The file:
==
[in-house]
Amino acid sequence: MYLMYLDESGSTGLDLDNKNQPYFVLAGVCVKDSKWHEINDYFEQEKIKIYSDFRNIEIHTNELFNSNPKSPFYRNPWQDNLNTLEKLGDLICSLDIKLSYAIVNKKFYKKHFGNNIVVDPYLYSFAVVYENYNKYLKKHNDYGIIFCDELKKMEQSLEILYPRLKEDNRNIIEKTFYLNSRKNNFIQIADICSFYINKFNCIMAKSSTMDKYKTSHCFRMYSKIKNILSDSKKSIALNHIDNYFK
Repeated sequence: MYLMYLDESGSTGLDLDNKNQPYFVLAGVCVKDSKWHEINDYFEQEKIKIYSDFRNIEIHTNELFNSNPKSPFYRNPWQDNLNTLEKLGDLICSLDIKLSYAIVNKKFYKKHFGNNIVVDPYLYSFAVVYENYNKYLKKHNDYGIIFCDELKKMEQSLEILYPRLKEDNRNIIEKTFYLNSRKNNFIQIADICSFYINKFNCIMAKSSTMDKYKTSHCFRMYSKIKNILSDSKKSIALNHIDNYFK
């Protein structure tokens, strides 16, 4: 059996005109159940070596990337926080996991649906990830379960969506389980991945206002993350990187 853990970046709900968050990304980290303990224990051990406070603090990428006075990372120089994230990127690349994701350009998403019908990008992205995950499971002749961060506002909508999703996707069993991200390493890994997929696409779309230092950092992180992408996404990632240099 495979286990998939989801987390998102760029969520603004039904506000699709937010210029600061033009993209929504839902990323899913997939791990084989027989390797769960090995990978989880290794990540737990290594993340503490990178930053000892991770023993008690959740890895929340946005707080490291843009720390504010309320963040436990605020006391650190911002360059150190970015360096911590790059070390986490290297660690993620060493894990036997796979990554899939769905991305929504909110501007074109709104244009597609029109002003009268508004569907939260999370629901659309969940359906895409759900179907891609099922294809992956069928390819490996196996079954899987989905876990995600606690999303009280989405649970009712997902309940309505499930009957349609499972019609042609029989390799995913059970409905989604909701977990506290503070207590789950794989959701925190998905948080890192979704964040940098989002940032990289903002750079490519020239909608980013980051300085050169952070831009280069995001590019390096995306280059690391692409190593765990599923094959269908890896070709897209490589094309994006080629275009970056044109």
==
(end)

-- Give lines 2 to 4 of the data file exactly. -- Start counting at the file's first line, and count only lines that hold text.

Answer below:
Amino acid sequence: MYLMYLDESGSTGLDLDNKNQPYFVLAGVCVKDSKWHEINDYFEQEKIKIYSDFRNIEIHTNELFNSNPKSPFYRNPWQDNLNTLEKLGDLICSLDIKLSYAIVNKKFYKKHFGNNIVVDPYLYSFAVVYENYNKYLKKHNDYGIIFCDELKKMEQSLEILYPRLKEDNRNIIEKTFYLNSRKNNFIQIADICSFYINKFNCIMAKSSTMDKYKTSHCFRMYSKIKNILSDSKKSIALNHIDNYFK
Repeated sequence: MYLMYLDESGSTGLDLDNKNQPYFVLAGVCVKDSKWHEINDYFEQEKIKIYSDFRNIEIHTNELFNSNPKSPFYRNPWQDNLNTLEKLGDLICSLDIKLSYAIVNKKFYKKHFGNNIVVDPYLYSFAVVYENYNKYLKKHNDYGIIFCDELKKMEQSLEILYPRLKEDNRNIIEKTFYLNSRKNNFIQIADICSFYINKFNCIMAKSSTMDKYKTSHCFRMYSKIKNILSDSKKSIALNHIDNYFK
């Protein structure tokens, strides 16, 4: 059996005109159940070596990337926080996991649906990830379960969506389980991945206002993350990187 853990970046709900968050990304980290303990224990051990406070603090990428006075990372120089994230990127690349994701350009998403019908990008992205995950499971002749961060506002909508999703996707069993991200390493890994997929696409779309230092950092992180992408996404990632240099 495979286990998939989801987390998102760029969520603004039904506000699709937010210029600061033009993209929504839902990323899913997939791990084989027989390797769960090995990978989880290794990540737990290594993340503490990178930053000892991770023993008690959740890895929340946005707080490291843009720390504010309320963040436990605020006391650190911002360059150190970015360096911590790059070390986490290297660690993620060493894990036997796979990554899939769905991305929504909110501007074109709104244009597609029109002003009268508004569907939260999370629901659309969940359906895409759900179907891609099922294809992956069928390819490996196996079954899987989905876990995600606690999303009280989405649970009712997902309940309505499930009957349609499972019609042609029989390799995913059970409905989604909701977990506290503070207590789950794989959701925190998905948080890192979704964040940098989002940032990289903002750079490519020239909608980013980051300085050169952070831009280069995001590019390096995306280059690391692409190593765990599923094959269908890896070709897209490589094309994006080629275009970056044109």